A Nation of Immigrants was JFK's statement on immigration policy published in 1958 when he was in the Senate. The other books are principally collections of speeches: To Turn the Tide covers roughly the first year of the presidency, The Burden and the Glory covers the remainder. The Strategy of Peace selected Senator Kennedy's statements on foreign policy issues, plus an interview with him. Published in 1960, it was meant to articulate positions he would advocate in his presidential campaign. I got my first copy from the Citizens for Kennedy office on Main St. in Greensburg, PA, where I did some campaign work.
The Quiet Crisis by JFK's Secretary of the Interior Stewart Udall is a different matter. It's first of all a real book, not a collection of speeches. Published in 1963, it is an early argument for government action to save the environment, as well as a historical look at attitudes towards the natural environment in the US, beginning with "The Land Wisdom of the Indians." Popularizing the great Aldo Leopold's concept of "the land ethic," Udall's book is a conceptual and policy breakthrough for the US and the US government. President Kennedy wrote the introduction.
Meader and Gardner were witty about JFK, but JFK surprised the country with his dry sense of humor and deadpan delivery. He was particularly adept at demonstrating it in his press conferences, which were carried live on national television. Bill Adler selected zingers for his very popular paperbacks such as these two, The Kennedy Wit and More Kennedy Wit. For example, from a press conference: QUESTION: The Republican National Committee recently adopted a resolution saying you were pretty much of a failure. How do you feel about that? PRESIDENT KENNEDY: I assume it passed unanimously.
Hugh Sidey was the White House correspondent for TIME Magazine, and was granted a lot of access and time with JFK. His book, he says in the preface, was supposed to be "the beginning of the story." Instead when it was published, also in 1964, it became the first book about the entire Kennedy presidency.
There were many memorial issues of newspapers and magazines (I still have several) and there were books that were quickly published like this one, compiled by UPI and American Heritage Magazine. It is mostly photographs covering that indelible weekend from the murder in Dallas on Friday to the funeral and burial at Arlington on Monday.
Death of a President is a long and thorough historical account--more than 700 pages--published in 1967. It is by historian William Manchester (his two volume set, The Glory and the Dream, has been my Bible on the Roosevelt 30s to 1972.) Manchester had the cooperation of the Kennedys but Jacqueline Kennedy had strong second thoughts and tried to stop publication. Deletion of a few paragraphs concerning the assassination was negotiated. The book was an immediate best-seller but went out of print until 2013, which perhaps makes my crumpled second-hand paperback a rare book.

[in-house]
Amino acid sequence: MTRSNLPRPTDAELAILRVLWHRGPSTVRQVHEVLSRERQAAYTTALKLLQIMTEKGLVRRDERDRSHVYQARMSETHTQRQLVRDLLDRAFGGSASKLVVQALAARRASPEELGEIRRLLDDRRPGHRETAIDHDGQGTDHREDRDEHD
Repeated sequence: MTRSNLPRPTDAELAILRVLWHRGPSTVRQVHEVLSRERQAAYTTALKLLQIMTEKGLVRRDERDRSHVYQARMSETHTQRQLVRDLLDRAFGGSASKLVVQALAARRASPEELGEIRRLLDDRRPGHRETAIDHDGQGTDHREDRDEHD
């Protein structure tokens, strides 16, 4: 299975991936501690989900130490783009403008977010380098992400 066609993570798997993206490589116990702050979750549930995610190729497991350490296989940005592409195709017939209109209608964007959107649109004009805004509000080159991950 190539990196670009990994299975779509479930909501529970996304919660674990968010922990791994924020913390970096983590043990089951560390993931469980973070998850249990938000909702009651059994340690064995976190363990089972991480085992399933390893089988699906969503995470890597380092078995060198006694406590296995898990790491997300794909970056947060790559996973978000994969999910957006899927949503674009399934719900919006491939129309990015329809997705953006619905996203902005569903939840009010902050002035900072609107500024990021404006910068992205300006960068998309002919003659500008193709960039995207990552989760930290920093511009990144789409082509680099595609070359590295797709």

Listening In: The Secret White House Recordings of John F. Kennedy (Hyperion 2012) presents mostly recordings from 1962 and 1963, after JFK installed a hidden taping system in the Oval Office, and took to recording phone conversations. The technology was comparatively primitive, so transcripts are essential. (The recordings themselves can also be heard over the Internet from the JFK Library.)
There are also JFK's private dictations, all meant to create an historical record and probably to aid him in writing his memoirs. Some of the recordings are stunning--as we hear General Curtis LeMay sounding like Gen. Buck Turgenson in Dr. Strangelove--as well as mundane and vaguely interesting, as in a brief presidential conversation with the teenage Jerry Brown at the end of a call with his father, California Governor Pat Brown.
More impressive is the 2011 Hyperion volume of Jacqueline Kennedy's reminiscences with Arthur Schlesinger in 1964. She speaks with clarity and insight about specific events and policies in their historical contexts as well as observations on family, personalities and her own role in the White House.
Because she never spoke on the record about the White House years, which (her daughter Caroline recalls) she later called the happiest years of her life, her voice and to a great extent her role in that history has been overlooked. Now it can be heard, in 7 CDs. Again, the recordings are online, as are many others in the Kennedy Library oral history project. Both volumes include forewords by Caroline Kennedy, who was instrumental in releasing these sound recordings and creating these volumes.
here.) Though Clarke's book is a straightforward history (making much use of information that has come to light in the past 50 years) and Jeff Greenfield's speculates on what JFK's second term might have been like, based on the same sort of information, they come to remarkably similar conclusions, especially about American participation in the Vietnam War, which both agree JFK would have ended by 1965.